Spring Symphonies 38/60 - Berio: Rendering (from symphonic sketches of Schubert's Tenth Symphony)
This version of the Tenth symphony doesn't try to complete the work but render it and in doing so Berio introduces sounds which take Schubert's sound world on into our time.
Schubert left substantial sketches for parts of the work but not all of it, These date from the last weeks of Schubert's life in the closing months of 1828 (he died on 19 November 1828). This completion was engineering around Schubert's original text in 1989-90. Schubert scholars have known of the fragments of the Tenth since the 1970s and Dr Brain Newbould has completed the symphony adding material in-between the chunks of original text by Schubert. Newbould adopts a style to smooth the joins. Berio does the opposite.
It is one of the most haunting collaborations (albeit unknowing on Schubert's part) that you will find. Berio's insertions are dreamy, sympathetic and other worldly. Berio often borrowed from other composer's works most notably in his own Sinfonia. But this seems to me to done entirely in keeping with Schubert's mystical sentiment and totally in Berio's own style. The interpolations are full of Schubertian suggestions, elaborated with percussion and effects Schubert would never had considered. The melody is suspended, the harmony distant and the effect weightless. It may jar with those who know the Tenth from more faithful completions, but it offers the listener freedoms that only modern composers would consider.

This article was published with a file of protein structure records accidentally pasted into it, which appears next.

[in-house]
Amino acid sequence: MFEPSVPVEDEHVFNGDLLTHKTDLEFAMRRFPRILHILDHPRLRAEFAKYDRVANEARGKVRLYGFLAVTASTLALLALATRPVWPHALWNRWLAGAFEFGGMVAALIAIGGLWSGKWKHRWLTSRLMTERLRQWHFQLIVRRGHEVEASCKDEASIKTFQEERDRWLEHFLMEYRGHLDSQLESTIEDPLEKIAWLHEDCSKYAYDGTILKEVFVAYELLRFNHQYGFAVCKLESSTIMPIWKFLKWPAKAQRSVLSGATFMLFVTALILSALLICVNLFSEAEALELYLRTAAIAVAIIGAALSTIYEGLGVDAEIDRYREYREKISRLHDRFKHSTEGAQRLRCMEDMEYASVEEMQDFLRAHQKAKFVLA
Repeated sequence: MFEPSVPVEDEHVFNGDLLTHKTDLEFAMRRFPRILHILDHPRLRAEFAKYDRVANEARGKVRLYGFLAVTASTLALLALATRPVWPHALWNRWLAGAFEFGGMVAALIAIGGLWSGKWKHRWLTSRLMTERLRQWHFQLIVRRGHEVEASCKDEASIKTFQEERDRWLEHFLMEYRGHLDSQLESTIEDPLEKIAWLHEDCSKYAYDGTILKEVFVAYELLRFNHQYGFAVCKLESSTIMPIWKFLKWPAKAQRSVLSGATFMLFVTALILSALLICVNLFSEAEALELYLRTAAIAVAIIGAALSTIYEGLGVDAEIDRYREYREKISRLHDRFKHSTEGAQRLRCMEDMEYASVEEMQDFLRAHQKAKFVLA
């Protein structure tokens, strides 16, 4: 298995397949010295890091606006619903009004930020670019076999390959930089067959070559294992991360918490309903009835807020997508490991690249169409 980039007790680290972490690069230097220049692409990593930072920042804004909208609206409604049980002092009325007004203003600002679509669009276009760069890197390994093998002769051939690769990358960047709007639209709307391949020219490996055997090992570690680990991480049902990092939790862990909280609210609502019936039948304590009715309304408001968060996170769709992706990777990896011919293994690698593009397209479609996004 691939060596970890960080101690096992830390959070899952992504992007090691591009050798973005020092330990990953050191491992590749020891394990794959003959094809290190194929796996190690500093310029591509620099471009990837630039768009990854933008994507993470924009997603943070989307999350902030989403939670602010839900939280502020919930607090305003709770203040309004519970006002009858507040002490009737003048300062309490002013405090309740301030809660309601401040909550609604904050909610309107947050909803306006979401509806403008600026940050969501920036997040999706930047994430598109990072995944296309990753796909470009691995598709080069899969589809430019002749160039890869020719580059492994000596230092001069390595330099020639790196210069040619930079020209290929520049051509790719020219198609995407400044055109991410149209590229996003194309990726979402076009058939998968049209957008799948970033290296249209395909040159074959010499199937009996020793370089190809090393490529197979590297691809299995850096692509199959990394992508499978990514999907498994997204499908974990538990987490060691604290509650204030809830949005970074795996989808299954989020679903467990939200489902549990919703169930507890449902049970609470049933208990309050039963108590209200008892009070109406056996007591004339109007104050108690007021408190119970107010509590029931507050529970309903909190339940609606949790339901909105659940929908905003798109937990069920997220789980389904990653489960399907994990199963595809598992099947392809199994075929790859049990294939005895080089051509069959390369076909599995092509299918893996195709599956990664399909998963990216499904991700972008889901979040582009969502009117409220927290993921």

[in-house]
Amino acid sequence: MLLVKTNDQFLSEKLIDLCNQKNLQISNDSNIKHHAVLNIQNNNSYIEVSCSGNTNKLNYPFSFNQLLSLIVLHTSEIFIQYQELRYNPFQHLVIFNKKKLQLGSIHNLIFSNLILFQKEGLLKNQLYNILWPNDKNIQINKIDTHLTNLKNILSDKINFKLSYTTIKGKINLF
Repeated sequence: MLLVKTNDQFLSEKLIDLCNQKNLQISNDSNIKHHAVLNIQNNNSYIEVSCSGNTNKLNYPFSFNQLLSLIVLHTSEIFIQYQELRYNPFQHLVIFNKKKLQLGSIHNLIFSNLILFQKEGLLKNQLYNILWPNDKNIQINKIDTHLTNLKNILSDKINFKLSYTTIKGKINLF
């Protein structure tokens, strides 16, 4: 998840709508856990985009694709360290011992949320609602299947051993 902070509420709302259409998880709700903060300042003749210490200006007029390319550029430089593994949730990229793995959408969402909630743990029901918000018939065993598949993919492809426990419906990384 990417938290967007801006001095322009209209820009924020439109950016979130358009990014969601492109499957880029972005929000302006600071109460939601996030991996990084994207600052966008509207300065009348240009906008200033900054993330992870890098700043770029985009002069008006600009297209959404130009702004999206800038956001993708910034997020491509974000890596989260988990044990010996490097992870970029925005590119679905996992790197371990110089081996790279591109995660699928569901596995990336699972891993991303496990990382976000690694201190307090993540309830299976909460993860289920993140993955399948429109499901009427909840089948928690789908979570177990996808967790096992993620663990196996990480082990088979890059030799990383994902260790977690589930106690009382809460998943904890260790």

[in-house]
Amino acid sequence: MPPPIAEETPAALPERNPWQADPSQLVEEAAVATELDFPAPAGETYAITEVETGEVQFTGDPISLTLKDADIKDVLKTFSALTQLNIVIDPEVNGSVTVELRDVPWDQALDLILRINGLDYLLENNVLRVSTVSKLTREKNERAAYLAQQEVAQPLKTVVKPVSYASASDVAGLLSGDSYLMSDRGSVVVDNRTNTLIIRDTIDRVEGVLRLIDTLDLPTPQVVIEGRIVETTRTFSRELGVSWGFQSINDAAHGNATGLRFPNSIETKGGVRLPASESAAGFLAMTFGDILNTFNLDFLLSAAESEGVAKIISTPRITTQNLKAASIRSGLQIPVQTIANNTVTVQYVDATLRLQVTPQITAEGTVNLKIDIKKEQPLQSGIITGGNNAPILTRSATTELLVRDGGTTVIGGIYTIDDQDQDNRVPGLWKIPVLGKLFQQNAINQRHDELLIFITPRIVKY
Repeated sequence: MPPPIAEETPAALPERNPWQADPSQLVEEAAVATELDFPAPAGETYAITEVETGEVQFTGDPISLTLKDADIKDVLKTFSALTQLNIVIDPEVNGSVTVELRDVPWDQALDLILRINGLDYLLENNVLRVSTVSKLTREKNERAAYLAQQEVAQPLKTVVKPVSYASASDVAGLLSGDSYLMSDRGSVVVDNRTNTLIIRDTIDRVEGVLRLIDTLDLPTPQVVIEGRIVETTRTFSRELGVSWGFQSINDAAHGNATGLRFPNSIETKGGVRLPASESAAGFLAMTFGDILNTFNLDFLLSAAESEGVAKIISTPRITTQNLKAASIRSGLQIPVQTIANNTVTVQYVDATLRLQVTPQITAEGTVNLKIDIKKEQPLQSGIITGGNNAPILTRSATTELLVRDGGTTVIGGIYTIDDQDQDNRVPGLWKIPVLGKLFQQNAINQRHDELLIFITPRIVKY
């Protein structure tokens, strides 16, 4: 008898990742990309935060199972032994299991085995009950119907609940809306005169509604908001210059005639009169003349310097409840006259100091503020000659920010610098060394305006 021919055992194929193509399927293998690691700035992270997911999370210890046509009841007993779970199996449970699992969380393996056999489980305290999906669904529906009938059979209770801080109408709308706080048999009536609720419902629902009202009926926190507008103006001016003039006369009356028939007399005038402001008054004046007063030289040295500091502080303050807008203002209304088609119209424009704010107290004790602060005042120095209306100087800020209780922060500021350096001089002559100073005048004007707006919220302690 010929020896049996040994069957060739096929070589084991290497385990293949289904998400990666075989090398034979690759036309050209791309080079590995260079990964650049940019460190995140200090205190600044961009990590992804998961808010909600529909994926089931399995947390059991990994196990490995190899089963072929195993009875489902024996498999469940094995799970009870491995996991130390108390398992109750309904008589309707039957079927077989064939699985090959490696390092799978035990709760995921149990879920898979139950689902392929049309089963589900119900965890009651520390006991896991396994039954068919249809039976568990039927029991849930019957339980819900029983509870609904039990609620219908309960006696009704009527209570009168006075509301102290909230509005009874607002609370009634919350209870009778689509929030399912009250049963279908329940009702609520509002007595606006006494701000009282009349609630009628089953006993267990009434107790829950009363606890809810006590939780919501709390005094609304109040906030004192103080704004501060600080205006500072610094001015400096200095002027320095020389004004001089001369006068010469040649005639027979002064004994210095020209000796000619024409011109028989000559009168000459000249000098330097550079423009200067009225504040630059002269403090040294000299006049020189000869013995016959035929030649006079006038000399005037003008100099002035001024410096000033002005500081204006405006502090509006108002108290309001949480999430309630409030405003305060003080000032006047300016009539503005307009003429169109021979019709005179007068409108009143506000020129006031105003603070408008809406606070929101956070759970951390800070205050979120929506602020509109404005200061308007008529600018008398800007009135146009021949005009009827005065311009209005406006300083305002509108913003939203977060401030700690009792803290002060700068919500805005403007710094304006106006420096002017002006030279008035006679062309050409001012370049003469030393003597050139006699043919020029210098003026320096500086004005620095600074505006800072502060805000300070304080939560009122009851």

The transitions are sublime - craft fully crafted to move us between centuries and with the gentlest kindest ear for the listeners perspective. The second movement exists in two times - 161 years apart and yet is so delicately nostalgic that one might feel we are moving between those two worlds and not the music.
Schubert had signed up for and received one lesson with Simon Sechter (who would later teach Bruckner) and there are strong signals that Schubert's Tenth would have been a very different symphony to his earlier symphonies. And a jolly affair too. All of this comes through in Berio's respectful combination of his thoughts,
So I make no claim that this is pure Schubert but it is the mark of two great musical minds and at times will do that thing I often think is a mark of great music: turning measured time into experienced time. Berio lifts us between centuries with consummate skill and allows the mind to fill n the gaps. As a thought experience it is truly modern.
Berio's own note on the music is here http://www.lucianoberio.org/node/1448?1304392085=1
Here's a recording to try it out: